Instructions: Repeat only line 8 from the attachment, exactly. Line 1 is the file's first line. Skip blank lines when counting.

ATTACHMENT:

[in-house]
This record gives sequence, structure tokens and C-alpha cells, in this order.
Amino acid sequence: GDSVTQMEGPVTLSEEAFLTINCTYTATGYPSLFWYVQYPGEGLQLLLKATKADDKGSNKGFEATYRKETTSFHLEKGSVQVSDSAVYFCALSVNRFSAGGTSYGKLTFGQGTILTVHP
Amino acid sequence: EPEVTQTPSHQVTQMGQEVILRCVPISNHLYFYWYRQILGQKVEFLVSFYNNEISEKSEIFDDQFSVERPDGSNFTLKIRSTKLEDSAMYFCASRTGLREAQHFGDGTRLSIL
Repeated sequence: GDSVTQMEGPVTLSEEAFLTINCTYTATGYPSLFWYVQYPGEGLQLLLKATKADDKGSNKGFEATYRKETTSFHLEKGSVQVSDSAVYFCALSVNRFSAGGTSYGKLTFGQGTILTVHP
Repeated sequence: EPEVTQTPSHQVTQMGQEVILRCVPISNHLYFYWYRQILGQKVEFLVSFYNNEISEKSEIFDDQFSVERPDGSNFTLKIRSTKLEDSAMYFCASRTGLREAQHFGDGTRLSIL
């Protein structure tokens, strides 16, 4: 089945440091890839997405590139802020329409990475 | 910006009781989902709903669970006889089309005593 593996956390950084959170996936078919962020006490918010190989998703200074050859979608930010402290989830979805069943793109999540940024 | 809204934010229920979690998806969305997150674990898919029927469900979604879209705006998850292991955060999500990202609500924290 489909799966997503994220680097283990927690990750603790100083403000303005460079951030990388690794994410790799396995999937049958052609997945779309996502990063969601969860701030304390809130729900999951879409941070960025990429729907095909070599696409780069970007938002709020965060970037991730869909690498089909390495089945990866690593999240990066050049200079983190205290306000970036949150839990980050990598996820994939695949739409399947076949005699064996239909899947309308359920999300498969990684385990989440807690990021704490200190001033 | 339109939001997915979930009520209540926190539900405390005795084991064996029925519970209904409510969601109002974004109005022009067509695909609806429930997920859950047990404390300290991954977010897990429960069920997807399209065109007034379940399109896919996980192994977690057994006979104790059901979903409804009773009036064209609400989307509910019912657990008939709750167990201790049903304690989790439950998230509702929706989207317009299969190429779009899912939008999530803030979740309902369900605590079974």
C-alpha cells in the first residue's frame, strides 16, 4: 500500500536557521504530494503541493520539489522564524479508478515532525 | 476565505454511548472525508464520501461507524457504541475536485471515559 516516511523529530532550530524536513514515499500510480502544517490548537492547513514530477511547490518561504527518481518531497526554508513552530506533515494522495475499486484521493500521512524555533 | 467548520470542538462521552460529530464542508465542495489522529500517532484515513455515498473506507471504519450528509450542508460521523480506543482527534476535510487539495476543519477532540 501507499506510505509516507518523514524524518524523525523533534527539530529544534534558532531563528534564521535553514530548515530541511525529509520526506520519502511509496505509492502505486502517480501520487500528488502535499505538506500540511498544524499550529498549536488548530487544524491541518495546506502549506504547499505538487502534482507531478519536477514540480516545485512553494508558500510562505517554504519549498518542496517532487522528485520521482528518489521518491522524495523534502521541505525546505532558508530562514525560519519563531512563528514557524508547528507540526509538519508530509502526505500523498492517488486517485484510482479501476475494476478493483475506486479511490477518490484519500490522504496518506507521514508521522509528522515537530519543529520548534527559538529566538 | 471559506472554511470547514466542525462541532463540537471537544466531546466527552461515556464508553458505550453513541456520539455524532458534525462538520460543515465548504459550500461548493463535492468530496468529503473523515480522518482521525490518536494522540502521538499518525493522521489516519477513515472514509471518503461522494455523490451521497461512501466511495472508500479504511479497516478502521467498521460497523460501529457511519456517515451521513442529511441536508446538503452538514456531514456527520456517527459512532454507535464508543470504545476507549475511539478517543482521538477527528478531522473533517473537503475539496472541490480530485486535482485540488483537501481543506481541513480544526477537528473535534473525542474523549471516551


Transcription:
C-alpha cells in the first residue's frame, strides 16, 4: 500500500536557521504530494503541493520539489522564524479508478515532525 | 476565505454511548472525508464520501461507524457504541475536485471515559 516516511523529530532550530524536513514515499500510480502544517490548537492547513514530477511547490518561504527518481518531497526554508513552530506533515494522495475499486484521493500521512524555533 | 467548520470542538462521552460529530464542508465542495489522529500517532484515513455515498473506507471504519450528509450542508460521523480506543482527534476535510487539495476543519477532540 501507499506510505509516507518523514524524518524523525523533534527539530529544534534558532531563528534564521535553514530548515530541511525529509520526506520519502511509496505509492502505486502517480501520487500528488502535499505538506500540511498544524499550529498549536488548530487544524491541518495546506502549506504547499505538487502534482507531478519536477514540480516545485512553494508558500510562505517554504519549498518542496517532487522528485520521482528518489521518491522524495523534502521541505525546505532558508530562514525560519519563531512563528514557524508547528507540526509538519508530509502526505500523498492517488486517485484510482479501476475494476478493483475506486479511490477518490484519500490522504496518506507521514508521522509528522515537530519543529520548534527559538529566538 | 471559506472554511470547514466542525462541532463540537471537544466531546466527552461515556464508553458505550453513541456520539455524532458534525462538520460543515465548504459550500461548493463535492468530496468529503473523515480522518482521525490518536494522540502521538499518525493522521489516519477513515472514509471518503461522494455523490451521497461512501466511495472508500479504511479497516478502521467498521460497523460501529457511519456517515451521513442529511441536508446538503452538514456531514456527520456517527459512532454507535464508543470504545476507549475511539478517543482521538477527528478531522473533517473537503475539496472541490480530485486535482485540488483537501481543506481541513480544526477537528473535534473525542474523549471516551